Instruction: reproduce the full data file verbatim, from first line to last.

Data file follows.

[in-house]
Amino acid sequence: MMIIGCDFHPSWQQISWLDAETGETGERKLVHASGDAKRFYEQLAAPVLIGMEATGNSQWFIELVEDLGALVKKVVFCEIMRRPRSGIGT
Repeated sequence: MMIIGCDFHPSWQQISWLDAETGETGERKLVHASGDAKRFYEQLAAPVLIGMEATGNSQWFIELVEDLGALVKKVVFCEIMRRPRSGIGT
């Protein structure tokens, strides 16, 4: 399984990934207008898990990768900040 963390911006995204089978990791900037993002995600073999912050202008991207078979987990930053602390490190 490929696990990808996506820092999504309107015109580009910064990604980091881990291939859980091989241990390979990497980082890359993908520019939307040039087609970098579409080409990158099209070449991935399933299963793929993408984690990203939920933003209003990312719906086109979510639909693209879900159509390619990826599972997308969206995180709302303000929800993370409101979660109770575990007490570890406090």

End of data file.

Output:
[in-house]
Amino acid sequence: MMIIGCDFHPSWQQISWLDAETGETGERKLVHASGDAKRFYEQLAAPVLIGMEATGNSQWFIELVEDLGALVKKVVFCEIMRRPRSGIGT
Repeated sequence: MMIIGCDFHPSWQQISWLDAETGETGERKLVHASGDAKRFYEQLAAPVLIGMEATGNSQWFIELVEDLGALVKKVVFCEIMRRPRSGIGT
């Protein structure tokens, strides 16, 4: 399984990934207008898990990768900040 963390911006995204089978990791900037993002995600073999912050202008991207078979987990930053602390490190 490929696990990808996506820092999504309107015109580009910064990604980091881990291939859980091989241990390979990497980082890359993908520019939307040039087609970098579409080409990158099209070449991935399933299963793929993408984690990203939920933003209003990312719906086109979510639909693209879900159509390619990826599972997308969206995180709302303000929800993370409101979660109770575990007490570890406090």